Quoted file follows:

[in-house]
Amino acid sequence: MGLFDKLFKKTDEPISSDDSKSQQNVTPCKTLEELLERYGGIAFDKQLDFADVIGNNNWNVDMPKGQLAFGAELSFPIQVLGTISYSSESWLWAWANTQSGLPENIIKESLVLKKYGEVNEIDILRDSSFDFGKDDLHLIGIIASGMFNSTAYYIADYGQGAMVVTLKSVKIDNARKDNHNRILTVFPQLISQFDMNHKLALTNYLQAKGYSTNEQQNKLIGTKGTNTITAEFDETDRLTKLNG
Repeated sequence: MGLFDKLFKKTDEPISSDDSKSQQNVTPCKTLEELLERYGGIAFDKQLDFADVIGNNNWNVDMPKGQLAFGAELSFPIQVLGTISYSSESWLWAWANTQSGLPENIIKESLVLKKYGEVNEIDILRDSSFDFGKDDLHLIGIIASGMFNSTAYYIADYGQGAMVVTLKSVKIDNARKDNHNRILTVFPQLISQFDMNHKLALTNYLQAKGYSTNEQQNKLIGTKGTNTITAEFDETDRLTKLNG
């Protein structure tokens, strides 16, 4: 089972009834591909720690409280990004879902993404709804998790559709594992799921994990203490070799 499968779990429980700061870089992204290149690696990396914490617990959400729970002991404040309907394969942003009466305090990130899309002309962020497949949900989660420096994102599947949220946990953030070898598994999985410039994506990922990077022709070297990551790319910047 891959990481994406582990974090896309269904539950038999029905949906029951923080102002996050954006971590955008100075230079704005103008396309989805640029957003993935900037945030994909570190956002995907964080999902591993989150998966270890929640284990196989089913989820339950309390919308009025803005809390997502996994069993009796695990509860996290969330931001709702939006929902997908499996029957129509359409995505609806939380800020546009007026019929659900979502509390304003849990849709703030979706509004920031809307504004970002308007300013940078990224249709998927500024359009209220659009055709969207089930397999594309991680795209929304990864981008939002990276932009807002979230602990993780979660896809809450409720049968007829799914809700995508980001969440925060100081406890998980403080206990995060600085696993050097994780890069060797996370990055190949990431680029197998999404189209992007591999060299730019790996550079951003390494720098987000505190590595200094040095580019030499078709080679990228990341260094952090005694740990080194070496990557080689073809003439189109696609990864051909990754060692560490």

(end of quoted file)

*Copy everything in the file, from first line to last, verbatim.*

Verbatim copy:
[in-house]
Amino acid sequence: MGLFDKLFKKTDEPISSDDSKSQQNVTPCKTLEELLERYGGIAFDKQLDFADVIGNNNWNVDMPKGQLAFGAELSFPIQVLGTISYSSESWLWAWANTQSGLPENIIKESLVLKKYGEVNEIDILRDSSFDFGKDDLHLIGIIASGMFNSTAYYIADYGQGAMVVTLKSVKIDNARKDNHNRILTVFPQLISQFDMNHKLALTNYLQAKGYSTNEQQNKLIGTKGTNTITAEFDETDRLTKLNG
Repeated sequence: MGLFDKLFKKTDEPISSDDSKSQQNVTPCKTLEELLERYGGIAFDKQLDFADVIGNNNWNVDMPKGQLAFGAELSFPIQVLGTISYSSESWLWAWANTQSGLPENIIKESLVLKKYGEVNEIDILRDSSFDFGKDDLHLIGIIASGMFNSTAYYIADYGQGAMVVTLKSVKIDNARKDNHNRILTVFPQLISQFDMNHKLALTNYLQAKGYSTNEQQNKLIGTKGTNTITAEFDETDRLTKLNG
């Protein structure tokens, strides 16, 4: 089972009834591909720690409280990004879902993404709804998790559709594992799921994990203490070799 499968779990429980700061870089992204290149690696990396914490617990959400729970002991404040309907394969942003009466305090990130899309002309962020497949949900989660420096994102599947949220946990953030070898598994999985410039994506990922990077022709070297990551790319910047 891959990481994406582990974090896309269904539950038999029905949906029951923080102002996050954006971590955008100075230079704005103008396309989805640029957003993935900037945030994909570190956002995907964080999902591993989150998966270890929640284990196989089913989820339950309390919308009025803005809390997502996994069993009796695990509860996290969330931001709702939006929902997908499996029957129509359409995505609806939380800020546009007026019929659900979502509390304003849990849709703030979706509004920031809307504004970002308007300013940078990224249709998927500024359009209220659009055709969207089930397999594309991680795209929304990864981008939002990276932009807002979230602990993780979660896809809450409720049968007829799914809700995508980001969440925060100081406890998980403080206990995060600085696993050097994780890069060797996370990055190949990431680029197998999404189209992007591999060299730019790996550079951003390494720098987000505190590595200094040095580019030499078709080679990228990341260094952090005694740990080194070496990557080689073809003439189109696609990864051909990754060692560490």